Character Council targets local youth
The word ‘character’ has many meanings. Regarding a person’s character, it is a culmination of factors. It is the moral and ethical quality a person upholds. It is all traits an individual possesses that make up their nature. It is the qualities and habits someone gains from their choices, behaviors and attitudes.
In May 2003, a community meeting was held in Cortez to determine the underlying causes of juvenile delinquency, substance abuse, violence and other issues. It was understood that these things occurred because of one’s decisions due to poor character and the family should be the core for character advocation.
Headed by Dennis Story, director of the Montezuma County Social Services office, the Four Corners Character Council was officially established on April 1, 2004. The FCCC meet the first Thursday of every month. They have 20 active members on the council and their meetings are open to the public.
The social services office is a heavy hitter for the program. At least six employees constantly volunteer their time to participate in the FCCC. Their main focus is to have a direct affect on the future of Cortez — the future that lies in the hands of our youth.
“I personally feel that the youth of Cortez have good character traits they just don’t know how to utilize them,” said Juan Soto, a FCCC member and social service worker. “There is so much peer pressure and media pressure that discourage them and that’s why we’re here. To help them figure out how to use them.”
The council actively participates in the community by sponsoring and taking part in various events. This year they sponsored the kids parade at Escalante Days, they participate in the Parade of Lights every year and they work side-by-side with other organizations such as the Student Collaboration Youth Coalition (SCYC) to help reach into the community and educate teens about their major life decisions.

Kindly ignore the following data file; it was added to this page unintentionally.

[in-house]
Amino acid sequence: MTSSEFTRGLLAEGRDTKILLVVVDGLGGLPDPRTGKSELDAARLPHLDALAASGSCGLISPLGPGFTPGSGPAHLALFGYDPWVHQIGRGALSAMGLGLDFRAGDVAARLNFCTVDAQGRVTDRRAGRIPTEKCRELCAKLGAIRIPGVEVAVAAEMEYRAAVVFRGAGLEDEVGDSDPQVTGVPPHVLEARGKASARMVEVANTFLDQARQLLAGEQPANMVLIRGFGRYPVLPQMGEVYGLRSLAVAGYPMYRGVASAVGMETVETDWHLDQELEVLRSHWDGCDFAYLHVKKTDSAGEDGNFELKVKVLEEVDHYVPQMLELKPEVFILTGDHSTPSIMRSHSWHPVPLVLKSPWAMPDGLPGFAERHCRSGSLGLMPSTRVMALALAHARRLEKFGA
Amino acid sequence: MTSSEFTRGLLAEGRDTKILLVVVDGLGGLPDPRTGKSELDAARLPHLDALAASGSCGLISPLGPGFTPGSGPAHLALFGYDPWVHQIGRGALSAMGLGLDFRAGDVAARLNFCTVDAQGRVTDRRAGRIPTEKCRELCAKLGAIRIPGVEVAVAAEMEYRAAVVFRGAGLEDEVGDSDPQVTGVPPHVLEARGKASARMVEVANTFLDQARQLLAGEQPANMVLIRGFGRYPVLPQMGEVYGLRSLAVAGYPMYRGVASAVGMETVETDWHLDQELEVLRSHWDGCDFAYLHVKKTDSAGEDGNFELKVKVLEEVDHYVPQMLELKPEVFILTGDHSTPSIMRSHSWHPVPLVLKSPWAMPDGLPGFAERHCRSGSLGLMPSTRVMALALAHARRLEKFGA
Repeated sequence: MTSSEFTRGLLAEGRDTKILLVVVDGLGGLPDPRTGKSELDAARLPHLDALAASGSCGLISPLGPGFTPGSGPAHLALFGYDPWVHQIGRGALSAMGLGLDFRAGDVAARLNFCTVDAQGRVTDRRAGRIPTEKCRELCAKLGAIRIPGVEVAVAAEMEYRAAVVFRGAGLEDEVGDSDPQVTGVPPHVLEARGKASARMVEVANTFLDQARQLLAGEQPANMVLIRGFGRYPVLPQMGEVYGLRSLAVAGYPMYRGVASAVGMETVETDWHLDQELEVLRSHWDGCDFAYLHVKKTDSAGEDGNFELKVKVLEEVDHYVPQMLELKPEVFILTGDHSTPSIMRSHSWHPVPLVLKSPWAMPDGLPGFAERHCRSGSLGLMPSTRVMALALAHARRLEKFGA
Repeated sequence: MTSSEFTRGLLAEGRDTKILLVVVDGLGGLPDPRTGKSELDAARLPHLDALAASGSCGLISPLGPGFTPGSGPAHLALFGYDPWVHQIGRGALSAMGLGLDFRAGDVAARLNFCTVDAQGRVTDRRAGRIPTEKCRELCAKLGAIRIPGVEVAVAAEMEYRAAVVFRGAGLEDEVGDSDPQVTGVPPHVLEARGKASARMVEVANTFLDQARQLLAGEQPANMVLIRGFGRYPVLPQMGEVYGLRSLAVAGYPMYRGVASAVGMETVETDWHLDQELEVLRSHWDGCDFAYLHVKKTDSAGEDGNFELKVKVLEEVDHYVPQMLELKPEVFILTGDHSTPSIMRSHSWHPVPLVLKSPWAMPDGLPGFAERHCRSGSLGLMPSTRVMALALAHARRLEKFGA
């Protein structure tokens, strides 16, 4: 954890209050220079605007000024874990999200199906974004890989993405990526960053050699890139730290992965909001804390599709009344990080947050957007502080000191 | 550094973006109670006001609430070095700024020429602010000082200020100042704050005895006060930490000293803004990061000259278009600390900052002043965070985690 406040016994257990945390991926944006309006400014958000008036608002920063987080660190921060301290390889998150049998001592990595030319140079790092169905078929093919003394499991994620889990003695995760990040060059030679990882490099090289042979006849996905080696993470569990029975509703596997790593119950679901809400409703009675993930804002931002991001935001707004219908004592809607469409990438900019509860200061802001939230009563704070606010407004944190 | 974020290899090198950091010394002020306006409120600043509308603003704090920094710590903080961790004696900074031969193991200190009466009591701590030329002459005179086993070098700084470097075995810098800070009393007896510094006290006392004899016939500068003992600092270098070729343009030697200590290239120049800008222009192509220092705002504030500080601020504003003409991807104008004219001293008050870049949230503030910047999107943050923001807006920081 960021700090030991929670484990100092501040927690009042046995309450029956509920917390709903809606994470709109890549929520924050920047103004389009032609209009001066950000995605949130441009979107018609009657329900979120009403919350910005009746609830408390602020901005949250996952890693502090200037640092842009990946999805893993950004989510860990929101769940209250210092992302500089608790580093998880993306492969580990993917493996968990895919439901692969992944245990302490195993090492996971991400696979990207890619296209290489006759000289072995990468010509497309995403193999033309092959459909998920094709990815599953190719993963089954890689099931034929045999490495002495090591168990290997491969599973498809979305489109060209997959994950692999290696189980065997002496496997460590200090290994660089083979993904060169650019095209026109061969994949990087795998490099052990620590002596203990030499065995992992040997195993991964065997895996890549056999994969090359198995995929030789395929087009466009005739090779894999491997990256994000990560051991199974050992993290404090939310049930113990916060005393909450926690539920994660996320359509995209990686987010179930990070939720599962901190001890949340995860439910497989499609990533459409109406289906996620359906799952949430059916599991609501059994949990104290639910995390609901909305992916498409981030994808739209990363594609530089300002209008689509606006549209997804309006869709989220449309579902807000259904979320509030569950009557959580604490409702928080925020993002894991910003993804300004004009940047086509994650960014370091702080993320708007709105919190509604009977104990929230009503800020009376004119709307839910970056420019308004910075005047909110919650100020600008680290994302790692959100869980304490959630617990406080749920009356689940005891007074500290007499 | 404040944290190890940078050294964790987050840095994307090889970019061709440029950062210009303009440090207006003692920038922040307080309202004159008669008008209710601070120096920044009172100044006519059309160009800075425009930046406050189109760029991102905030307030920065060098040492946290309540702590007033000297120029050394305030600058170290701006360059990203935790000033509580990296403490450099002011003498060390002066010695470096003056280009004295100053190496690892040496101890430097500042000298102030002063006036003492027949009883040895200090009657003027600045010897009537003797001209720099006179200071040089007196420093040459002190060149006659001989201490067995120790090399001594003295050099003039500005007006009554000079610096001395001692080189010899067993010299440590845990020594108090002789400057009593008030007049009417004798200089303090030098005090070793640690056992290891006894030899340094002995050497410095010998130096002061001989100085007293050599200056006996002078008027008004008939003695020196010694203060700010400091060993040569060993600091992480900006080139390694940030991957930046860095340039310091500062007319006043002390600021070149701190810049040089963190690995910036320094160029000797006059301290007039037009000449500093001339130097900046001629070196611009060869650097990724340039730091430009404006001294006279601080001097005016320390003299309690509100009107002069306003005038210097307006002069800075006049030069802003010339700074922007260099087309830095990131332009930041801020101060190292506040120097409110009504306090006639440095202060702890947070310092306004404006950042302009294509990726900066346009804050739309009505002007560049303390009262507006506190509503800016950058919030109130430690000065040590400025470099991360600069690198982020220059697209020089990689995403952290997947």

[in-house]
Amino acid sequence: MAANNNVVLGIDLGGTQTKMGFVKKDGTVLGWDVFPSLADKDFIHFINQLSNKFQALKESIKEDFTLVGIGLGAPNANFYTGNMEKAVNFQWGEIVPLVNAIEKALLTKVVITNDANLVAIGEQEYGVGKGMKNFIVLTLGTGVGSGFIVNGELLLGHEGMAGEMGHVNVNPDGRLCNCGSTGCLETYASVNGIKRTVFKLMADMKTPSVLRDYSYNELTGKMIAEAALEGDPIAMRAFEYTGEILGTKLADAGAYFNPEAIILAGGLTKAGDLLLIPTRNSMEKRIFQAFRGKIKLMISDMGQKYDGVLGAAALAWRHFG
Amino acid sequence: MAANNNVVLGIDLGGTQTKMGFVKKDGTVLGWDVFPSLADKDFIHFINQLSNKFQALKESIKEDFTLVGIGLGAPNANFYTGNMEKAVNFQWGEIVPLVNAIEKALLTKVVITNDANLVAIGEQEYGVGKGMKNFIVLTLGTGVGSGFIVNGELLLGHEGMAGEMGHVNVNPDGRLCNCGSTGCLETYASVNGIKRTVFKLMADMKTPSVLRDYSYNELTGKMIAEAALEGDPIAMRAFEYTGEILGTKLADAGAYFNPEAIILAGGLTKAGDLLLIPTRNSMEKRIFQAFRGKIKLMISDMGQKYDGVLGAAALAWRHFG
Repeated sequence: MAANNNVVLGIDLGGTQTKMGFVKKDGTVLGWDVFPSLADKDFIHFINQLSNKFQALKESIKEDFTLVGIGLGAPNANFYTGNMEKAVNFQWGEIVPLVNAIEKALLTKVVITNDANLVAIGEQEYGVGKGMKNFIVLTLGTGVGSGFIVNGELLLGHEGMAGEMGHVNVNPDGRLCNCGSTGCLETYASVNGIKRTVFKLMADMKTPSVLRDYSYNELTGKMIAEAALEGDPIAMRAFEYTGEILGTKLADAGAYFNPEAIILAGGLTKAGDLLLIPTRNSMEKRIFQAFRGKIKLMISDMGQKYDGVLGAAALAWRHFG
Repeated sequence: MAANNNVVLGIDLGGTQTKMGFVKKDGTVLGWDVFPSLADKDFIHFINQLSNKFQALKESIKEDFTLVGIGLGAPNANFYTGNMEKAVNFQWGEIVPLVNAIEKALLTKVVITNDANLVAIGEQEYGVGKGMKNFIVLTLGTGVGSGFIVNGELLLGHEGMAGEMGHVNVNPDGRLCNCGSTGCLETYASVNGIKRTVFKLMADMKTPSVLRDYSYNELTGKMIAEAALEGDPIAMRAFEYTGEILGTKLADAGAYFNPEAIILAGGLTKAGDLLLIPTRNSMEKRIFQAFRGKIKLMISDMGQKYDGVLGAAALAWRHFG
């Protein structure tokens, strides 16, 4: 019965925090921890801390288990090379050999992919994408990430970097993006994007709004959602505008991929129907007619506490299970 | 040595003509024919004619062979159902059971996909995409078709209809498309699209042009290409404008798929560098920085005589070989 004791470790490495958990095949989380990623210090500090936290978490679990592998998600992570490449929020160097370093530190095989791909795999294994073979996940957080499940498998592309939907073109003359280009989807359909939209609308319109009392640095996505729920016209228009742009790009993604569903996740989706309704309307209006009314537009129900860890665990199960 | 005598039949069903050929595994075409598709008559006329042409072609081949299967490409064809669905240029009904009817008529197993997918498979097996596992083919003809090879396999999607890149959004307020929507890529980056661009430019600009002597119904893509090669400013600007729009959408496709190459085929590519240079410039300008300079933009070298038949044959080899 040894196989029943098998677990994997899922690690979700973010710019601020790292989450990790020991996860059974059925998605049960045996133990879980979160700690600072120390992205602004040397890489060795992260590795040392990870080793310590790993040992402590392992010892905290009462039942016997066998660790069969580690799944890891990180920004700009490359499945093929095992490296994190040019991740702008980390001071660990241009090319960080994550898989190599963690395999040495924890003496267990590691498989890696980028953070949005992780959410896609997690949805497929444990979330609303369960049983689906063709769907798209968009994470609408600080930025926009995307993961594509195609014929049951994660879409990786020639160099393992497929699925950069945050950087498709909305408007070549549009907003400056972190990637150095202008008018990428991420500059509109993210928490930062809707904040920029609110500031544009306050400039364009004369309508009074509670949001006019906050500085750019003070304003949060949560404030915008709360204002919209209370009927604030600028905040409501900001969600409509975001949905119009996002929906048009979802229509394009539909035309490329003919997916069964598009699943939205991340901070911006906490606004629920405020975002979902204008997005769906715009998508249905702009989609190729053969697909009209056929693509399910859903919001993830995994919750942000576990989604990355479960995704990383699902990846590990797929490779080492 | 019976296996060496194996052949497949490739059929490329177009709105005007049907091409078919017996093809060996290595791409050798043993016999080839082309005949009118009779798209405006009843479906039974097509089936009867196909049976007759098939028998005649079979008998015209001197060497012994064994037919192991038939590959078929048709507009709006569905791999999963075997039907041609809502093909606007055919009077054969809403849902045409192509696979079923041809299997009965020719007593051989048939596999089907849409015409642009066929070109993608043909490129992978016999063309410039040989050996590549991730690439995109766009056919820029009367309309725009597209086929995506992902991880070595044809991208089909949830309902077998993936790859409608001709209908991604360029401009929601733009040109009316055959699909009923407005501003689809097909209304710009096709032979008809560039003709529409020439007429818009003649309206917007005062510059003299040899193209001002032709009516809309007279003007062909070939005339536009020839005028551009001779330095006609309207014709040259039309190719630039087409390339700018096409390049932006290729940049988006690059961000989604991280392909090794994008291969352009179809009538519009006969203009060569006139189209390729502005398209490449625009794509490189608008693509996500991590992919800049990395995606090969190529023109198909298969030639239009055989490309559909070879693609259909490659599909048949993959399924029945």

Every month for the past four years, they have held an essay contest for Cortez, Dolores, Dove Creek and Mancos high schools, that correlates with their monthly character trait. They give a monetary prize of $50 to the winner, one from each school, and all other participants receive a thank you letter from the council. At the end of the year, they choose one winner from all of the area schools.
“When kids develop good character, they keep that as an adult,” said Kelli Unrein, a member of the FCCC. “Those traits are important because they are our future. We want to get them to think about these traits and whether or not they have them or if they know someone who does.”
Once a year the FCCC team up with the SCYC’s Teammates program to have an essay contest designated for high school students. This year the essay was written on determination.
The first place winner, Brittney Peacock, received a Kindle Fire and the second place winner, Kyerstin McNutt, received a $50 gift card. The essay was written about a person they knew who was a good role model for promoting good character and why.
“We feel it is good for students to write down or create something that involves good traits as a way to reinforce that connection,” Soto said.
Both Soto and Unrein are directly involved with the recruiting and engaging of students to progress the character council’s goals. Each month they sit with counselors or principals to discuss the direction of the essay contest. Then they place flyers in teacher’s boxes and around the schools to help promote the trait of the month.
For their 2012-2013 incentives, they are hoping to hold assemblies or small classroom lectures to get more students involved.
“We don’t always tell kids, ‘that was a responsible thing you did and thank you for that’, we say things like, ‘that’s cool, thanks’ so they aren’t putting the two together. We are trying to help them realize what those traits are and why they should feel good about them,” Unrein said.
Next year, they will be using their grant funds to start integrating elementary kids into their character programs and projects to help reach children at an even younger and more critical age.
For more information on the Four Corners Character Council, their programs and their community involvement, contact Story at 564-4105 or Soto at 570-9488. Its next meeting is Thursday, Dec. 6.
Visit the cortezjournal.com to read past articles the character council has submitted regarding positive character building.